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The Art of Getting Paid

Mobile Payment Apps to Collect Legal Fees: How to Get Started

Here are a few practical and technological considerations for using mobile payment apps in your practice.

By Frederick Hertz  |  February 24, 2016

New credit card payment systems typically require mobile device, such as a smartphone or tablet, so if you are one of the last remaining human beings in California who doesn’t yet have one or the other of these devices, this requirement will push you over the technological edge. Some of the systems will work on a computer without a smartphone or tablet, but to my mind you are sacrificing the full convenience of the system if you don’t make use of the smartphone or tablet version. Square has an app that you install on your phone or tablet, as do most of the systems, and it links up to a website you can access from your computer. Generally speaking, you use the app on your device to process the charges, and then turn to the website on your computer for setting up your preferences, analyzing your accounts, and verifying that payments have been made.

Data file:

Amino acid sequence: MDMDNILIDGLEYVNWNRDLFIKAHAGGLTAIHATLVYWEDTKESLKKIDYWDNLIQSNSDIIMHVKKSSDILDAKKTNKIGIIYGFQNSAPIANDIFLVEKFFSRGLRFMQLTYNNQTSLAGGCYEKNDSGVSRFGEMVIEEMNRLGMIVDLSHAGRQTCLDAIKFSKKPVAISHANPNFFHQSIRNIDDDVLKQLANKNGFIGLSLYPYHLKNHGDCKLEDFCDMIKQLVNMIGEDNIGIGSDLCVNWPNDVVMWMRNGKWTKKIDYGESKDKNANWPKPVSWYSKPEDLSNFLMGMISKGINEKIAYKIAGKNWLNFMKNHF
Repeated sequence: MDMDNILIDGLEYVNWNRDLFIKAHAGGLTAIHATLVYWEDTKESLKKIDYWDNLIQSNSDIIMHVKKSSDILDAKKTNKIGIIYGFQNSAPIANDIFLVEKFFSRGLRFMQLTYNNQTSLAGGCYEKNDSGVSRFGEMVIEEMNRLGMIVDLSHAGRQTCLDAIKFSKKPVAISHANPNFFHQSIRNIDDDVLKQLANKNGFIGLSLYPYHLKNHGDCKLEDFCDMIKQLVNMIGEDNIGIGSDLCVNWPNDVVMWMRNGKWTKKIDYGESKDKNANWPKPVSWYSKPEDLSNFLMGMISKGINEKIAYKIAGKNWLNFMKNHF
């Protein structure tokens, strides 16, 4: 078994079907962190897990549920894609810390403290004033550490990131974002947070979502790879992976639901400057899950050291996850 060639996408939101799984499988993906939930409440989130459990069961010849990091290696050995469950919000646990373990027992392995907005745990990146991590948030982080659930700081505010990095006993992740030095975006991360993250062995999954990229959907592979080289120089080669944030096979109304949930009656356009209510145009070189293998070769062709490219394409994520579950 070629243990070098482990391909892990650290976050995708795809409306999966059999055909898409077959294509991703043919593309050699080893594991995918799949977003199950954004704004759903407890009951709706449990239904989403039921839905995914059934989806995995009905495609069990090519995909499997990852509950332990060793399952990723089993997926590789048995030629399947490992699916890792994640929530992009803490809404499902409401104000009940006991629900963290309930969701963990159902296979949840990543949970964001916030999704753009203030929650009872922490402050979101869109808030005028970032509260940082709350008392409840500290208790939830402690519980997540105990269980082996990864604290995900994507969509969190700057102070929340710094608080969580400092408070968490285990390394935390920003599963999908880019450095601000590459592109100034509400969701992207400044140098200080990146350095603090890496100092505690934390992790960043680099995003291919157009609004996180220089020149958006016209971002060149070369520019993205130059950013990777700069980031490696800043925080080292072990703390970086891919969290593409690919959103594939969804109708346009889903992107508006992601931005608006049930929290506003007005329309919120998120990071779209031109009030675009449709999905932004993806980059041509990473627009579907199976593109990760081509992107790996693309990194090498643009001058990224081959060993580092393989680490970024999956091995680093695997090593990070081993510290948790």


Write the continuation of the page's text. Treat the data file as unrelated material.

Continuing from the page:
Art: Mobile Payment Apps


Setting up the system can be done in about an hour. You enter your information on the company’s website, and they will set up the account for you. No doubt, a fair amount of trust is involved, as you are giving them your bank account number. Square tests the accuracy of the account number by sending you a tiny amount of money one day and withdrawing it the next day. If you are using a system that comes with its own hardware, such as Square, they will send you the card reader device within a few days, at no charge.

You are then ready to roll. I found the tutorial for Square to be incredibly simple to follow. It is truly “credit card systems for Dummies.” The protocols are very simple.  You can set up multiple categories of charges—in my simple office, it’s either mediation services or legal services. You can have multiple users, if more than one lawyer is using the system in your office.  If you want to be really elaborate, there are some systems and some programs within most systems that allow you to customize the receipts, and organize the revenue in various schemes. Without any doubt, this is clearly best suited for solo practitioners or those in small offices, or where there is a single bookkeeper who is handling all billing. Again, trust is essential: if you have any doubt as to the veracity of the employee who is handling your business affairs, you will have to do this all yourself. Your card processing account is password protected, but if you give someone else the password, you’ve abandoned your security protection.